Published: March 20, 2006
What happens when a site has to appeal to a wide range of people? How do you sort out their different usability requirements? Will they conflict, and if so, how do you prioritize them?
Working on a new Web site to provide information about admission to The Open University (OU) in the UK, Ian Roddis, who is in charge of the OU Web strategy, issued a challenge: How can we make sure that the site will provide the right information in a format that will be useful and usable?
Earlier user research and usability tests that Caroline Jarrett and I had done had shown that users were having trouble learning about the OU’s special form of distance education on the existing site. To solve this problem, we wanted to make recommendations for the style and format of the information as part of our design.
One complicating factor is the diversity of this audience. It ranges from teens just leaving secondary school, adults considering updating their professional qualifications, people with some university experience trying to complete their degrees, to older adults—often pursuing a personal interest in a subject. It also includes people speaking English as a second language, as well as people with a wide range of disabilities who are attracted by the flexibility of study at the Open University.
Would we be able to create one site for all enquirers, or would we have to create specialized sites to meet the needs of different user groups? Read more
Published: March 20, 2006
For some UX professionals, selling consulting services is as difficult as opening a magic door without a secret password. There is no simple password that can magically open prospective customers’ minds so they can see what you can do for them. However, there are a few strategies you can use when opening a dialogue with new customers that will lead to your sales success.
Open Customers’ Ears by Opening Their Minds
How many times have you called a prospect and introduced yourself by saying something like, “I’m a user experience designer—or interaction designer, user experience strategist, or whatever other job title you use—with XYZ Company”? Do you actually believe most people understand what any of these titles mean or, more importantly, what someone with such a title does? When you call a prospect, you must quickly create rapport. If you introduce yourself using industry jargon, you quickly create confusion instead of rapport.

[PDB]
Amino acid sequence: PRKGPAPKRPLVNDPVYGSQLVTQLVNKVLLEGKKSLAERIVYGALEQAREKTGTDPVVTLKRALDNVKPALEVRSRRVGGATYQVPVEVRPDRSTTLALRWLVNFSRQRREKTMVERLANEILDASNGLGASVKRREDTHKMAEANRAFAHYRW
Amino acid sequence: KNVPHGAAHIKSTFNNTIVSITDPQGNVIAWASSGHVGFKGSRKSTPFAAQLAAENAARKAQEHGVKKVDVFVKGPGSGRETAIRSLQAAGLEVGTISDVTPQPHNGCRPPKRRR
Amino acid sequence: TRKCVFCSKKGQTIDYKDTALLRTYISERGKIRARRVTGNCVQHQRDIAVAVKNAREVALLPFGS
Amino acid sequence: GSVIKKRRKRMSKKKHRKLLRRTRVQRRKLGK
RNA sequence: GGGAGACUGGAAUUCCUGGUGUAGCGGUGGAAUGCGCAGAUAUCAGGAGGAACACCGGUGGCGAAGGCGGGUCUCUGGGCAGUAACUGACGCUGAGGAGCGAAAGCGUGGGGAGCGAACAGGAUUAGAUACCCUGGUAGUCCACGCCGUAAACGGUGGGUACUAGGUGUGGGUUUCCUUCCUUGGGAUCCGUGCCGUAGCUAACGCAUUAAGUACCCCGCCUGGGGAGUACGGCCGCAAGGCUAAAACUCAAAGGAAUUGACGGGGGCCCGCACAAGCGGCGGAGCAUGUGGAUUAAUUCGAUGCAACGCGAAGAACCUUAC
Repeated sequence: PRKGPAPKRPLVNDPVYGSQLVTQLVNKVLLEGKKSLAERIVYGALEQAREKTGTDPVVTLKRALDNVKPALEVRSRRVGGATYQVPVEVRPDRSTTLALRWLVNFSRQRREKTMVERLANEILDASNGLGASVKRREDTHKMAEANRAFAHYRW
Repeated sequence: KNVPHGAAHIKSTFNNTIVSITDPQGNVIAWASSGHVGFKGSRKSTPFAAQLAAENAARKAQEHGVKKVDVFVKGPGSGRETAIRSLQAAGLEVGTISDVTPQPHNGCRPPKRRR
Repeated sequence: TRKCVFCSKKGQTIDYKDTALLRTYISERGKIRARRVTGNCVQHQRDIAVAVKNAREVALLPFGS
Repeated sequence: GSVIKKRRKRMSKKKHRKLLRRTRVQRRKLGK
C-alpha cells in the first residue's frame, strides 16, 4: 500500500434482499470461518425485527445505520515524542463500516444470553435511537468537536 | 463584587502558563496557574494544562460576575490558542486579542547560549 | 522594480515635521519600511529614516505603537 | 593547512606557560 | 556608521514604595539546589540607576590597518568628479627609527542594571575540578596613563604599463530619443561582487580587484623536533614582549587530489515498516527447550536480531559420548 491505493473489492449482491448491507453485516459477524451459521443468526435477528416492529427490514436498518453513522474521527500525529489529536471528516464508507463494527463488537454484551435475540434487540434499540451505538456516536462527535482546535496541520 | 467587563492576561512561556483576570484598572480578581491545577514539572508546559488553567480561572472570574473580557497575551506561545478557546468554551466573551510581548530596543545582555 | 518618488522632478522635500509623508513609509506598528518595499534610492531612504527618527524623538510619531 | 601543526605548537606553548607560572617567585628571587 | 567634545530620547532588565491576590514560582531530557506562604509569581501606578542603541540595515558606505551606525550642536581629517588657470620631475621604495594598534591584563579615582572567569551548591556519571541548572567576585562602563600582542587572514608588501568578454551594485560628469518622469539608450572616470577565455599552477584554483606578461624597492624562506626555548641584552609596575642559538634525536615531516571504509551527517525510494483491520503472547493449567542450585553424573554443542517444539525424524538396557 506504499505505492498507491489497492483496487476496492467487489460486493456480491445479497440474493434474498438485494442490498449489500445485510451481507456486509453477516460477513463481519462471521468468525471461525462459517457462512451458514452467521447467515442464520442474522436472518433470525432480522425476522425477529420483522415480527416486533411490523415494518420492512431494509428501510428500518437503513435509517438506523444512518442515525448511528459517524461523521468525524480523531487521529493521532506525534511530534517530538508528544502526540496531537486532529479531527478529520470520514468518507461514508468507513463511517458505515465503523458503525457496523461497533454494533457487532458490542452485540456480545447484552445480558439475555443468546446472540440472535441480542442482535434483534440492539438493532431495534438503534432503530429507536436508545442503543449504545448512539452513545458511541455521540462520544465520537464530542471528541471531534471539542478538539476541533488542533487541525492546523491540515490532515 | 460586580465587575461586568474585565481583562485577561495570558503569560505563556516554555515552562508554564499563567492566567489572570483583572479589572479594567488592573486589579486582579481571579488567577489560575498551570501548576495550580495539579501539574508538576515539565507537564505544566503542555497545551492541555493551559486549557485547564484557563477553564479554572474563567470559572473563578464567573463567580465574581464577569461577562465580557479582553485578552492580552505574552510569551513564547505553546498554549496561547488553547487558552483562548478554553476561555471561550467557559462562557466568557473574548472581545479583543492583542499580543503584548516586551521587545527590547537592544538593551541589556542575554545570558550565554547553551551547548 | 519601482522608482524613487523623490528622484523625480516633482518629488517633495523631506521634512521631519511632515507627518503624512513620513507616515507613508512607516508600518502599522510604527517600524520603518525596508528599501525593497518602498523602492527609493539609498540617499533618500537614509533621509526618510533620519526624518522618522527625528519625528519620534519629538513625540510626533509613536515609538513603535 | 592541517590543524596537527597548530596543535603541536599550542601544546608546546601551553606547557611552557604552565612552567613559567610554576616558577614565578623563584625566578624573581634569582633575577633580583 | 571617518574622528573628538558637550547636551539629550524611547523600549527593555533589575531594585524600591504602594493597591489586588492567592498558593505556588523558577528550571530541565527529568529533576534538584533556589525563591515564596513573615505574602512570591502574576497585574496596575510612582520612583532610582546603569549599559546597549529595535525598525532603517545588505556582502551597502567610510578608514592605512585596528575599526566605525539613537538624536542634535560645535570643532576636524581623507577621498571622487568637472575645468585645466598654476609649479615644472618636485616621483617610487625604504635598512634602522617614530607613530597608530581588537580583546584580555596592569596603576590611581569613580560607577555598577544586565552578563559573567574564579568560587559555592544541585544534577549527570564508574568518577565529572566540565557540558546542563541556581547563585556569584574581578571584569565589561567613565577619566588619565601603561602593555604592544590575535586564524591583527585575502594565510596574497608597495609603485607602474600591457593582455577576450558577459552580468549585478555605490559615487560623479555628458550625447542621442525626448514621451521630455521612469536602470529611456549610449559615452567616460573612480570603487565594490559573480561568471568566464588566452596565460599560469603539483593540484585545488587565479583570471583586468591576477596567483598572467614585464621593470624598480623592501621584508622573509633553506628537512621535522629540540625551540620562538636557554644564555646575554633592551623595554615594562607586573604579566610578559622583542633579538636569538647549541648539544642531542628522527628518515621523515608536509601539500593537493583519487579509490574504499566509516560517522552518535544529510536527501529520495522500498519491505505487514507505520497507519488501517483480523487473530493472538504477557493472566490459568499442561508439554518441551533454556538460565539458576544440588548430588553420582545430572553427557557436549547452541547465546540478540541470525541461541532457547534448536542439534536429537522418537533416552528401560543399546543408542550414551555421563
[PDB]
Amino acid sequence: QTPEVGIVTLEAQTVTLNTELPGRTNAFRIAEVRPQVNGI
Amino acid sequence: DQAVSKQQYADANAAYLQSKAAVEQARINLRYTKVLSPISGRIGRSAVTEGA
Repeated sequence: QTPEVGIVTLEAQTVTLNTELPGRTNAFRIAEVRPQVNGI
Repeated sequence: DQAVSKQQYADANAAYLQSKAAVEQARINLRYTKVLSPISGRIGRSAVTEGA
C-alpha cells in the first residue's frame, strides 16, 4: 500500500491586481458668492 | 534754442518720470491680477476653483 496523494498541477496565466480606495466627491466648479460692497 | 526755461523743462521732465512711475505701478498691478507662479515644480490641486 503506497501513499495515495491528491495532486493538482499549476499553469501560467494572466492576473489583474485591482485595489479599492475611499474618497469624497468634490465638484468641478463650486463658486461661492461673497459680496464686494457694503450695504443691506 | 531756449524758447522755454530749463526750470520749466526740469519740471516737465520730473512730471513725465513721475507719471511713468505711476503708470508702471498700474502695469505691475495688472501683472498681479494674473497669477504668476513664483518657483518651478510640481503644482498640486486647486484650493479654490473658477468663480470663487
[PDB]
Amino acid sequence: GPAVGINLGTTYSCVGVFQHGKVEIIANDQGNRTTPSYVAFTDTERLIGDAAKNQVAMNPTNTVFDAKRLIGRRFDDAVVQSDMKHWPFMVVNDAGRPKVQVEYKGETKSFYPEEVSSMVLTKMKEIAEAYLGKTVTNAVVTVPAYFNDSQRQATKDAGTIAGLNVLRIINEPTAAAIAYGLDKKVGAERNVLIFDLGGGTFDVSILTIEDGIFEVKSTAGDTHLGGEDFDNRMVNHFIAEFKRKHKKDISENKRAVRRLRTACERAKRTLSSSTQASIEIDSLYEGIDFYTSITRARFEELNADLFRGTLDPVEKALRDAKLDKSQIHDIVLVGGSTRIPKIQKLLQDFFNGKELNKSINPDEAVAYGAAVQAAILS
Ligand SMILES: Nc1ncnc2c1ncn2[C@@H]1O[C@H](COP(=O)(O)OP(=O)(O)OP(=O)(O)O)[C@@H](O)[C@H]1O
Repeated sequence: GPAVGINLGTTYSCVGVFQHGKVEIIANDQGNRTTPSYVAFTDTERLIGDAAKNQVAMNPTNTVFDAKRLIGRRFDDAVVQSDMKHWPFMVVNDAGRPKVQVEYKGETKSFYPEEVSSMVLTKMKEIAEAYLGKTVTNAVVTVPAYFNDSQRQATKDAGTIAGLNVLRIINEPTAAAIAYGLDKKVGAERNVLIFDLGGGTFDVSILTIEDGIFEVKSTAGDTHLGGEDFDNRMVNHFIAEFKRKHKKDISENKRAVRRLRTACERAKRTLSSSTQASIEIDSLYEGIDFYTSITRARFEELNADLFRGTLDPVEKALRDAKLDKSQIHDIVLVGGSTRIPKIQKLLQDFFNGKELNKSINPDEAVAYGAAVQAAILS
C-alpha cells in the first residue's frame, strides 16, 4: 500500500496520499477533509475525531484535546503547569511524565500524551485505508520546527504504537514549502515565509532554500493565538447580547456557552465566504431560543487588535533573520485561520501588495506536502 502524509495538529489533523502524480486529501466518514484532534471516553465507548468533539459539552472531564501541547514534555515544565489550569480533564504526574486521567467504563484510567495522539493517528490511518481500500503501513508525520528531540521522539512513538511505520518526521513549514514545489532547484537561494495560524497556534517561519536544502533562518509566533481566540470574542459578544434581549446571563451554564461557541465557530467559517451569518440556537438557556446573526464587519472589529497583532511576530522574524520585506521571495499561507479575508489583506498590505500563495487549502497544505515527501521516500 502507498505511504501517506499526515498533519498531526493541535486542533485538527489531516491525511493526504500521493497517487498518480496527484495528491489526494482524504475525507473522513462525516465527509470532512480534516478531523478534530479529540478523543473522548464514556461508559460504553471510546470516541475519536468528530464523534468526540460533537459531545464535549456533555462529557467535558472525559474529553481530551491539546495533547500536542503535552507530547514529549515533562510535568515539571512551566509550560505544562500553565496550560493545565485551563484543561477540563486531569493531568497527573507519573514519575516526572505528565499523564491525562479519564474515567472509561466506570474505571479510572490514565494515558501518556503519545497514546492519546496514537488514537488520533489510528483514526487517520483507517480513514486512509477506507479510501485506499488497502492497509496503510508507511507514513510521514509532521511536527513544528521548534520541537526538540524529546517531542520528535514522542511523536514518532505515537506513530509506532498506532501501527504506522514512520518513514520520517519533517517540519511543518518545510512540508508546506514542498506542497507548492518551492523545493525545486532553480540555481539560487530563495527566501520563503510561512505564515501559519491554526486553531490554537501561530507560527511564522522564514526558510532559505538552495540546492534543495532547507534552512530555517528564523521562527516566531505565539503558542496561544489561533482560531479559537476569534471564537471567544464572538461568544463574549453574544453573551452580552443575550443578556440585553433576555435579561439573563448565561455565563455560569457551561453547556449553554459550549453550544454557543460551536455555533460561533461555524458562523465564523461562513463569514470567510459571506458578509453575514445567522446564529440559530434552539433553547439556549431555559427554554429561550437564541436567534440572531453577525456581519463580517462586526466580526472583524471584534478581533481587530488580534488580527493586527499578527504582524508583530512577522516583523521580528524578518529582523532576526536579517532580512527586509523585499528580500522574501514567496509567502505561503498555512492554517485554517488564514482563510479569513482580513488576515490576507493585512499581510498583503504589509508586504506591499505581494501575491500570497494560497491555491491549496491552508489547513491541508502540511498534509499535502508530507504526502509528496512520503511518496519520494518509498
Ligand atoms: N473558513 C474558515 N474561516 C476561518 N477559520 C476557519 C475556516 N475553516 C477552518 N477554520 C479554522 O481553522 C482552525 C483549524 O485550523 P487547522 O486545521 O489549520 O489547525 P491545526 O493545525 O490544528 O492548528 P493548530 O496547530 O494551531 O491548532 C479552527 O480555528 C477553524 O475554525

Joshua Seiden, President of 36 Partners, always tries to avoid talking about his services in the abstract. He told us, “I never tell a customer, ‘I’m an interaction designer,’ or ‘I’m a user experience professional,’ until we’ve had a chance to work together for awhile. Instead, I talk about the project and talk specifically about what I’ll do to solve the problem.” Read more
Published: March 6, 2006
In this era of global competition and rapid software development, more than ever, companies must ship high-quality software products to succeed in the marketplace. A good—even great—user experience is an essential component of a quality software product and provides a sustainable strategic advantage that differentiates a product from those of a company’s competitors. Thus, user experience is a core competency within today’s software companies, and an expert in UX strategy and design is an indispensable part of a software product team—just as the product manager and software architect are—particularly if a team is working on a new product.
In my article “Sharing Ownership of UX,” in the May/June 2005 issue of Interactions, I wrote, “To deliver great, innovative products, it’s essential that there be visionaries behind them who are responsible for all design decisions, …ensuring that the product vision remains coherent and the user experience consistent. … From the perspective of users, the user experience is the product. Therefore, to understand the true value of UX, executives must look at their products’ brand equity, which contributes to a company’s bottom line and ensures its long-term survival.”
However, in Dirk Knemeyer’s February column for UXmatters, “The Role and Evolution of Design in Software Products,” seemingly playing devil’s advocate, he said, “…Dedicated design is simply not necessary for young products. After all, if an engineer can build a product that lots of people will buy and use, that makes a company money, and can create and update it in reasonably controlled periods of time, what impetus is there for good design? In fact …, in these cases, there is often no compelling business reason for immediately addressing design on such a product. Initially, getting to market—the right market—and differentiating a product through technology are essential.”
The track records of many software companies seem to contradict this viewpoint. Read more